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Wednesday, June 05, 2013

More on MOOCs

Glenn Cohen beat me to the punch in blogging about MOOCs, but I thought I might build on what he's written by giving a different perspective: describing my own (admittedly limited) on-the-ground experience with MOOCs.

Taking a MOOC, or at least signing up for one, is extraordinarily easy and painless . A MOOC--Massive Open Online Course--is a course that is open to anyone and everyone and requires no tuition or fee, but also carries no actual academic credit. There are at least three major providers of MOOCs--Coursera, Udacity, and EdX--and signing up is as easy as entering your name and email address.

For the sheer fun of it, I suppose, I signed up for a literature course through Coursera and a statistics course through Udacity. I am just starting both. Some very brief and mostly practical observations, aimed primarily at those of us who may be doing some online teaching in the future:

1. Udacity and Coursera have radically different styles, or at least the courses I'm taking do. The Coursera course, offered through Brown, is rather sparse and staid and feels more like a traditional lecture. The Udacity course, offered through San Jose state, is flashy and interactive and self-consciously entertaining. The Udacity lecture segments are short, and they are spoken not by the professors themselves but rather by someone who appears to have been hired by Udacity for the purpose of presenting the material in an appealing way (read: an attractive young woman with a pleasant voice). Moreover, Udacity seems to be totally asynchronous, whereas Coursera requires you to follow an overall week-by-week schedule. In other words, there are a lot of choices that can be made about presentation style in the online format, and the above are just a few examples.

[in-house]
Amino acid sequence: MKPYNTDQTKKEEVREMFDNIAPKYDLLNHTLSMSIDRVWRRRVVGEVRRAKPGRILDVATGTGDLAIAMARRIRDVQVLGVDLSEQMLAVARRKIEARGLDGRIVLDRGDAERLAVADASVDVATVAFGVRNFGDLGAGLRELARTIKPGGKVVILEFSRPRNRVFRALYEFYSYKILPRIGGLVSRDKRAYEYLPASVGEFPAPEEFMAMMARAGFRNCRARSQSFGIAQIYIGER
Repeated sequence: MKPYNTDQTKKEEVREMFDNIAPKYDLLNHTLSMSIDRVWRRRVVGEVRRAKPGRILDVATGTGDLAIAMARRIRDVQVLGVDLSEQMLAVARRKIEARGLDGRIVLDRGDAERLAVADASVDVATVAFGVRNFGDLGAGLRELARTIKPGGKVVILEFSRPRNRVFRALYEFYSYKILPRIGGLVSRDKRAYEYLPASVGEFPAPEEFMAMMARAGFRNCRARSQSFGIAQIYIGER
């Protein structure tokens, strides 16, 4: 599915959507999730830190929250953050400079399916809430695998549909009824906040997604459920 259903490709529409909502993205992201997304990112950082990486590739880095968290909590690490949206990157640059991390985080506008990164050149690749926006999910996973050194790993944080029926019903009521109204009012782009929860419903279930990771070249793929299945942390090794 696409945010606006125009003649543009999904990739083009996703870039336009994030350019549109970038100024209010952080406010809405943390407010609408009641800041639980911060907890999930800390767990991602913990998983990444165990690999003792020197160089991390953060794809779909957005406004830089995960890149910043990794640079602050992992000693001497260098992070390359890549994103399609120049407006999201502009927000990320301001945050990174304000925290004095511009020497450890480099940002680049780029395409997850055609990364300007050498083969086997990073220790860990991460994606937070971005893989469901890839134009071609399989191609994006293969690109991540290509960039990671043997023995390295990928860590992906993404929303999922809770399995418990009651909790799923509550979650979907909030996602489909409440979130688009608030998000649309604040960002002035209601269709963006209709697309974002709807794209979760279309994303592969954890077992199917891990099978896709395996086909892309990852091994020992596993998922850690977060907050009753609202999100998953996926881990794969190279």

2.  It is exceedingly hard to pay close attention to a lecture on a video, even an engaging one, even for the brief 10-minute segments that Coursera offers. In real life, I have found that I can have difficulty focusing on live lectures for more than about 20 minutes or so too, unless the speaker is unusually entertaining. But with the computer format, it is even harder, because you are at an additional remove from the speaker, and because it is just too easy to start surfing the web, checking email, checking your bank account, etc. while still convincing yourself you are "listening" to the lecture in the background.

3.  Because thousands of people can (and do) take these MOOCs, the discussion threads are extremely lengthy. Though I suppose they are meant to give the student of feeling of interactivity, I find them rather overwhelming and not worth the time -- especially since many of the comments are relatively devoid of useful content.

4. It is really fun, but weirdly intimidating, to be a student again.

 

Posted by Jessie Hill on June 5, 2013 at 10:04 PM in Information and Technology, Life of Law Schools, Teaching Law | Permalink

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I am taking a MOOC offered by the Santa Fe Institute called, not surprisingly, "Introduction to Complexity." I like it a lot. Learning some of the math of complexity science is helpful in assessing which of the metaphors are apropos and which are not.

To my chagrin, I got one wrong answer on the quiz covering fractal dimensions.

Posted by: Jeff Lipshaw | Jun 6, 2013 2:30:03 PM

If it's painful for us to listen to 20 minutes high-quality, professionally packaged speakers -- which it is -- imagine how unimaginably difficult it must be for our students to listen to us (or fellow students grimly reciting the facts of World-Wide Volkswagen) for an hour or more at a stretch.

Posted by: Frank Snyder | Jun 7, 2013 6:37:51 PM

I think the introduction of MOOCs is going to be great for the community, however, I see them as a supplement to higher education – not a replacement. The open courses (although run by some Ivy League and world class institutions) are not reproduction of the universities original course and do not offer academic credit or recognisable qualification. I think they will be around in the long-term future, but see their primary function being as a means of self-development.

Posted by: Jenna Black | Jun 11, 2013 8:40:46 PM

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